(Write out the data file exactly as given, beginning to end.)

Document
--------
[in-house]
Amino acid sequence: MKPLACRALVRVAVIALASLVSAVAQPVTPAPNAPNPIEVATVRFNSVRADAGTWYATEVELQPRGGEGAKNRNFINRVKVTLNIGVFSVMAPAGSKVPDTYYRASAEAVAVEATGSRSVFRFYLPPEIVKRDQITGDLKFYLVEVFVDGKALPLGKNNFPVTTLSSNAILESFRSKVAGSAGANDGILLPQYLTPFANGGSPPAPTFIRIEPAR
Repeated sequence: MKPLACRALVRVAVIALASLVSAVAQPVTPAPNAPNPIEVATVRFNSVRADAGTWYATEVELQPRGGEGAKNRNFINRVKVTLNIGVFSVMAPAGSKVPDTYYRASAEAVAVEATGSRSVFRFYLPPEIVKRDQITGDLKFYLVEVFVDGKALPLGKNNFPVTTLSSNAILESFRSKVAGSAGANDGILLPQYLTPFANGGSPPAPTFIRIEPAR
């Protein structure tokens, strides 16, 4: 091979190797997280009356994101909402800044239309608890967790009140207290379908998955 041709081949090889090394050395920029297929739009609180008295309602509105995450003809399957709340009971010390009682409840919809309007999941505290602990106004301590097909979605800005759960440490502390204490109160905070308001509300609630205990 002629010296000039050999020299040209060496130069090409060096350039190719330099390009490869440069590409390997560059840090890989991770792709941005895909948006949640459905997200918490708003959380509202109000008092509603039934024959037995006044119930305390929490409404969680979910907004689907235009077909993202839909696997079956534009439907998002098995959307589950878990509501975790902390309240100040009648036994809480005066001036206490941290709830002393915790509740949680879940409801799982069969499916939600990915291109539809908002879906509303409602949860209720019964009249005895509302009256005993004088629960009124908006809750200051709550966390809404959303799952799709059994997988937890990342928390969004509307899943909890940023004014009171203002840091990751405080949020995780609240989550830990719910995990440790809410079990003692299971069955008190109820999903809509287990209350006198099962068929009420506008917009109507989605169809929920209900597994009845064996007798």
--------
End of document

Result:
[in-house]
Amino acid sequence: MKPLACRALVRVAVIALASLVSAVAQPVTPAPNAPNPIEVATVRFNSVRADAGTWYATEVELQPRGGEGAKNRNFINRVKVTLNIGVFSVMAPAGSKVPDTYYRASAEAVAVEATGSRSVFRFYLPPEIVKRDQITGDLKFYLVEVFVDGKALPLGKNNFPVTTLSSNAILESFRSKVAGSAGANDGILLPQYLTPFANGGSPPAPTFIRIEPAR
Repeated sequence: MKPLACRALVRVAVIALASLVSAVAQPVTPAPNAPNPIEVATVRFNSVRADAGTWYATEVELQPRGGEGAKNRNFINRVKVTLNIGVFSVMAPAGSKVPDTYYRASAEAVAVEATGSRSVFRFYLPPEIVKRDQITGDLKFYLVEVFVDGKALPLGKNNFPVTTLSSNAILESFRSKVAGSAGANDGILLPQYLTPFANGGSPPAPTFIRIEPAR
């Protein structure tokens, strides 16, 4: 091979190797997280009356994101909402800044239309608890967790009140207290379908998955 041709081949090889090394050395920029297929739009609180008295309602509105995450003809399957709340009971010390009682409840919809309007999941505290602990106004301590097909979605800005759960440490502390204490109160905070308001509300609630205990 002629010296000039050999020299040209060496130069090409060096350039190719330099390009490869440069590409390997560059840090890989991770792709941005895909948006949640459905997200918490708003959380509202109000008092509603039934024959037995006044119930305390929490409404969680979910907004689907235009077909993202839909696997079956534009439907998002098995959307589950878990509501975790902390309240100040009648036994809480005066001036206490941290709830002393915790509740949680879940409801799982069969499916939600990915291109539809908002879906509303409602949860209720019964009249005895509302009256005993004088629960009124908006809750200051709550966390809404959303799952799709059994997988937890990342928390969004509307899943909890940023004014009171203002840091990751405080949020995780609240989550830990719910995990440790809410079990003692299971069955008190109820999903809509287990209350006198099962068929009420506008917009109507989605169809929920209900597994009845064996007798």